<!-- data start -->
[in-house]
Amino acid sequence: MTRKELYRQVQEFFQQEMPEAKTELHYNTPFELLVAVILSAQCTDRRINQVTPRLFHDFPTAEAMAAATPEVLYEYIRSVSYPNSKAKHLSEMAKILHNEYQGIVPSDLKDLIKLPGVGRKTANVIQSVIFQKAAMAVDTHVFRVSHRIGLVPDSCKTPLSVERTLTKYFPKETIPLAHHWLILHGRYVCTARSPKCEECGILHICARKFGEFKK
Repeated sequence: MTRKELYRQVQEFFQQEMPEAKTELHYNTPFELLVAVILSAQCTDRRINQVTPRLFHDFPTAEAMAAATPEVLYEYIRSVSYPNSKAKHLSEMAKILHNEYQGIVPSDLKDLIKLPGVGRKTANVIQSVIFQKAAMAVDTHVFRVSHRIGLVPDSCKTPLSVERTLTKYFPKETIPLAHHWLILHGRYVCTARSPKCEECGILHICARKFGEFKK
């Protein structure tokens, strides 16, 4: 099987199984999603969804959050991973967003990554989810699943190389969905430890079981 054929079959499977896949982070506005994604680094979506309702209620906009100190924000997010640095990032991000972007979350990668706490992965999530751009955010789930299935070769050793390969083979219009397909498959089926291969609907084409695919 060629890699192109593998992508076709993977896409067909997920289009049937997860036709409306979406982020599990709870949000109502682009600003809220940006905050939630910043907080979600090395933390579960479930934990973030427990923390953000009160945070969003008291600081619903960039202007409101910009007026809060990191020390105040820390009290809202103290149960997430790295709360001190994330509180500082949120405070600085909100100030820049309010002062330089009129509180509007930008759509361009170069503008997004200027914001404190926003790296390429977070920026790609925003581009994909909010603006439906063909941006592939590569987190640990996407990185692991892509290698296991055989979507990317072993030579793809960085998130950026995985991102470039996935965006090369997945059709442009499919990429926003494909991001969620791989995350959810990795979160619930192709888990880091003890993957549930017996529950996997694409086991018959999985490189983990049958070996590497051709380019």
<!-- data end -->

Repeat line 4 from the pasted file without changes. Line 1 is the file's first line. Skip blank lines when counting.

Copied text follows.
């Protein structure tokens, strides 16, 4: 099987199984999603969804959050991973967003990554989810699943190389969905430890079981 054929079959499977896949982070506005994604680094979506309702209620906009100190924000997010640095990032991000972007979350990668706490992965999530751009955010789930299935070769050793390969083979219009397909498959089926291969609907084409695919 060629890699192109593998992508076709993977896409067909997920289009049937997860036709409306979406982020599990709870949000109502682009600003809220940006905050939630910043907080979600090395933390579960479930934990973030427990923390953000009160945070969003008291600081619903960039202007409101910009007026809060990191020390105040820390009290809202103290149960997430790295709360001190994330509180500082949120405070600085909100100030820049309010002062330089009129509180509007930008759509361009170069503008997004200027914001404190926003790296390429977070920026790609925003581009994909909010603006439906063909941006592939590569987190640990996407990185692991892509290698296991055989979507990317072993030579793809960085998130950026995985991102470039996935965006090369997945059709442009499919990429926003494909991001969620791989995350959810990795979160619930192709888990880091003890993957549930017996529950996997694409086991018959999985490189983990049958070996590497051709380019």